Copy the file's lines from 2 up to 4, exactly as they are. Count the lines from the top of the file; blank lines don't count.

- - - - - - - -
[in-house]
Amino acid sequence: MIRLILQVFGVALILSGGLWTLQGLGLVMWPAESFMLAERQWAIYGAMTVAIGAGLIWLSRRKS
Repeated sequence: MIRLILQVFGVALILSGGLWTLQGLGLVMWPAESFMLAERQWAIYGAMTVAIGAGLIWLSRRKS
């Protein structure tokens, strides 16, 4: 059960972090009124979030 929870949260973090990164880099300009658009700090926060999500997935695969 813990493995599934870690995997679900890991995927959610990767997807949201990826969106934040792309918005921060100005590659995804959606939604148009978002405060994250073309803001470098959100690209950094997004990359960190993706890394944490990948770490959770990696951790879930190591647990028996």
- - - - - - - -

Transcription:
Amino acid sequence: MIRLILQVFGVALILSGGLWTLQGLGLVMWPAESFMLAERQWAIYGAMTVAIGAGLIWLSRRKS
Repeated sequence: MIRLILQVFGVALILSGGLWTLQGLGLVMWPAESFMLAERQWAIYGAMTVAIGAGLIWLSRRKS
């Protein structure tokens, strides 16, 4: 059960972090009124979030 929870949260973090990164880099300009658009700090926060999500997935695969 813990493995599934870690995997679900890991995927959610990767997807949201990826969106934040792309918005921060100005590659995804959606939604148009978002405060994250073309803001470098959100690209950094997004990359960190993706890394944490990948770490959770990696951790879930190591647990028996």